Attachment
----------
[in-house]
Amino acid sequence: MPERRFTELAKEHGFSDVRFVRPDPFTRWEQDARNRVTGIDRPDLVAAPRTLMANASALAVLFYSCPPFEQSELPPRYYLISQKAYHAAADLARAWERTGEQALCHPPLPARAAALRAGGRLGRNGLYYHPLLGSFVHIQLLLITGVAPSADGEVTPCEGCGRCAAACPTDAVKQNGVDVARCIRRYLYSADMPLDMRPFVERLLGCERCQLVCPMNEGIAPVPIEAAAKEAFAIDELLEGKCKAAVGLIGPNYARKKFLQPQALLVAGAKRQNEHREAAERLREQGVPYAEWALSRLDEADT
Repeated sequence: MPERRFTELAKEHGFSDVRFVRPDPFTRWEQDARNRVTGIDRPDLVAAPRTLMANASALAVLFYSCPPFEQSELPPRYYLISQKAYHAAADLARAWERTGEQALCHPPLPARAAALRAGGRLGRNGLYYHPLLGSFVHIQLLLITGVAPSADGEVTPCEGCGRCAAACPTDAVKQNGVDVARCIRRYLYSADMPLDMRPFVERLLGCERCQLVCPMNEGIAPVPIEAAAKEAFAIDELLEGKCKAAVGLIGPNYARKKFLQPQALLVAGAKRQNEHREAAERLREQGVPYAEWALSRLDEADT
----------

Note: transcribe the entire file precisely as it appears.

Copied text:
[in-house]
Amino acid sequence: MPERRFTELAKEHGFSDVRFVRPDPFTRWEQDARNRVTGIDRPDLVAAPRTLMANASALAVLFYSCPPFEQSELPPRYYLISQKAYHAAADLARAWERTGEQALCHPPLPARAAALRAGGRLGRNGLYYHPLLGSFVHIQLLLITGVAPSADGEVTPCEGCGRCAAACPTDAVKQNGVDVARCIRRYLYSADMPLDMRPFVERLLGCERCQLVCPMNEGIAPVPIEAAAKEAFAIDELLEGKCKAAVGLIGPNYARKKFLQPQALLVAGAKRQNEHREAAERLREQGVPYAEWALSRLDEADT
Repeated sequence: MPERRFTELAKEHGFSDVRFVRPDPFTRWEQDARNRVTGIDRPDLVAAPRTLMANASALAVLFYSCPPFEQSELPPRYYLISQKAYHAAADLARAWERTGEQALCHPPLPARAAALRAGGRLGRNGLYYHPLLGSFVHIQLLLITGVAPSADGEVTPCEGCGRCAAACPTDAVKQNGVDVARCIRRYLYSADMPLDMRPFVERLLGCERCQLVCPMNEGIAPVPIEAAAKEAFAIDELLEGKCKAAVGLIGPNYARKKFLQPQALLVAGAKRQNEHREAAERLREQGVPYAEWALSRLDEADT